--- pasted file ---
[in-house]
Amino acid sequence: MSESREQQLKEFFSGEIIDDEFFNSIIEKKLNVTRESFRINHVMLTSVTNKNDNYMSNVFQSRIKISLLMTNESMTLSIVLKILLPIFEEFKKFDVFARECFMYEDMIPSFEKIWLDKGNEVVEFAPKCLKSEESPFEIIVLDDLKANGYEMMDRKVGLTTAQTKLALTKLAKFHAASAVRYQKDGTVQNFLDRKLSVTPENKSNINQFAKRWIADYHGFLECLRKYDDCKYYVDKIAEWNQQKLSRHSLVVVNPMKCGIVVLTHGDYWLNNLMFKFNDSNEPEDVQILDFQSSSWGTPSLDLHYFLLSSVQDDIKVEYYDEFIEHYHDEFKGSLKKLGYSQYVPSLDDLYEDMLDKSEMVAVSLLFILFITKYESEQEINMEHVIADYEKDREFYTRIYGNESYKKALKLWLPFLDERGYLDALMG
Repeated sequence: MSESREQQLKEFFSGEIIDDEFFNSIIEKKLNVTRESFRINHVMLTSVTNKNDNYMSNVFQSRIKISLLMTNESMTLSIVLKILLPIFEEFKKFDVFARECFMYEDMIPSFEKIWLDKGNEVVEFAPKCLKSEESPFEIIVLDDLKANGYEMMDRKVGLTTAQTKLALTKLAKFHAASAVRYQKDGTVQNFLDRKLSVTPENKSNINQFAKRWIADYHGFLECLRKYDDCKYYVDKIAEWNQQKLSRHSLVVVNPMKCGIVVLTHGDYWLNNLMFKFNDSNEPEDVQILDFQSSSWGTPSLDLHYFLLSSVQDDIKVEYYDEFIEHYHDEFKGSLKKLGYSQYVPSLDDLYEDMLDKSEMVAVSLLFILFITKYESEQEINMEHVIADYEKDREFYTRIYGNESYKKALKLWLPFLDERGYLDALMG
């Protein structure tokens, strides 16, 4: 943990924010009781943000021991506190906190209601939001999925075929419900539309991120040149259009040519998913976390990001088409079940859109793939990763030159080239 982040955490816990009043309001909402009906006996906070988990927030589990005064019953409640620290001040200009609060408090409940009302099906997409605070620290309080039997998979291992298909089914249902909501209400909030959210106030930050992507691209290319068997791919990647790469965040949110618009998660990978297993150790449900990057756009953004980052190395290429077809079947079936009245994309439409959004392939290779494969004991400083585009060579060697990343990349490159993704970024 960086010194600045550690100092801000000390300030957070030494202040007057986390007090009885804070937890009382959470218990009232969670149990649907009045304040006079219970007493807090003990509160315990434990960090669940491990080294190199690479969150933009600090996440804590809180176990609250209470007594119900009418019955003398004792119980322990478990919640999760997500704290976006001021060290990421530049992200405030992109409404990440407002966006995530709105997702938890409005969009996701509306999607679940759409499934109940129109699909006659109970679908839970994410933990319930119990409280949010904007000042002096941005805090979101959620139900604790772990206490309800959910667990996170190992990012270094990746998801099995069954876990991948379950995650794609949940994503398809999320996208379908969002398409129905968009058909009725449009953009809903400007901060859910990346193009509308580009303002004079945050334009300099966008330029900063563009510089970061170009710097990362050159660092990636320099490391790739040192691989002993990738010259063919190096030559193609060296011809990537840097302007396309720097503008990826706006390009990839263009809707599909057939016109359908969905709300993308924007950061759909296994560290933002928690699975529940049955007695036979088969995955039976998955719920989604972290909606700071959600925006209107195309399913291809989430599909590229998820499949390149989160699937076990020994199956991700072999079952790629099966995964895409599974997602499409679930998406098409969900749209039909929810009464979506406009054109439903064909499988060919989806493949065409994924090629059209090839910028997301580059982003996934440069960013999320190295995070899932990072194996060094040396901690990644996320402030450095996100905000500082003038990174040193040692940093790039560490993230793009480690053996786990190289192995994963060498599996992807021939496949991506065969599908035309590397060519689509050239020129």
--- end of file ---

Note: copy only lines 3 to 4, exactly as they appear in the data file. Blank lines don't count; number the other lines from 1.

Repeated sequence: MSESREQQLKEFFSGEIIDDEFFNSIIEKKLNVTRESFRINHVMLTSVTNKNDNYMSNVFQSRIKISLLMTNESMTLSIVLKILLPIFEEFKKFDVFARECFMYEDMIPSFEKIWLDKGNEVVEFAPKCLKSEESPFEIIVLDDLKANGYEMMDRKVGLTTAQTKLALTKLAKFHAASAVRYQKDGTVQNFLDRKLSVTPENKSNINQFAKRWIADYHGFLECLRKYDDCKYYVDKIAEWNQQKLSRHSLVVVNPMKCGIVVLTHGDYWLNNLMFKFNDSNEPEDVQILDFQSSSWGTPSLDLHYFLLSSVQDDIKVEYYDEFIEHYHDEFKGSLKKLGYSQYVPSLDDLYEDMLDKSEMVAVSLLFILFITKYESEQEINMEHVIADYEKDREFYTRIYGNESYKKALKLWLPFLDERGYLDALMG
């Protein structure tokens, strides 16, 4: 943990924010009781943000021991506190906190209601939001999925075929419900539309991120040149259009040519998913976390990001088409079940859109793939990763030159080239 982040955490816990009043309001909402009906006996906070988990927030589990005064019953409640620290001040200009609060408090409940009302099906997409605070620290309080039997998979291992298909089914249902909501209400909030959210106030930050992507691209290319068997791919990647790469965040949110618009998660990978297993150790449900990057756009953004980052190395290429077809079947079936009245994309439409959004392939290779494969004991400083585009060579060697990343990349490159993704970024 960086010194600045550690100092801000000390300030957070030494202040007057986390007090009885804070937890009382959470218990009232969670149990649907009045304040006079219970007493807090003990509160315990434990960090669940491990080294190199690479969150933009600090996440804590809180176990609250209470007594119900009418019955003398004792119980322990478990919640999760997500704290976006001021060290990421530049992200405030992109409404990440407002966006995530709105997702938890409005969009996701509306999607679940759409499934109940129109699909006659109970679908839970994410933990319930119990409280949010904007000042002096941005805090979101959620139900604790772990206490309800959910667990996170190992990012270094990746998801099995069954876990991948379950995650794609949940994503398809999320996208379908969002398409129905968009058909009725449009953009809903400007901060859910990346193009509308580009303002004079945050334009300099966008330029900063563009510089970061170009710097990362050159660092990636320099490391790739040192691989002993990738010259063919190096030559193609060296011809990537840097302007396309720097503008990826706006390009990839263009809707599909057939016109359908969905709300993308924007950061759909296994560290933002928690699975529940049955007695036979088969995955039976998955719920989604972290909606700071959600925006209107195309399913291809989430599909590229998820499949390149989160699937076990020994199956991700072999079952790629099966995964895409599974997602499409679930998406098409969900749209039909929810009464979506406009054109439903064909499988060919989806493949065409994924090629059209090839910028997301580059982003996934440069960013999320190295995070899932990072194996060094040396901690990644996320402030450095996100905000500082003038990174040193040692940093790039560490993230793009480690053996786990190289192995994963060498599996992807021939496949991506065969599908035309590397060519689509050239020129």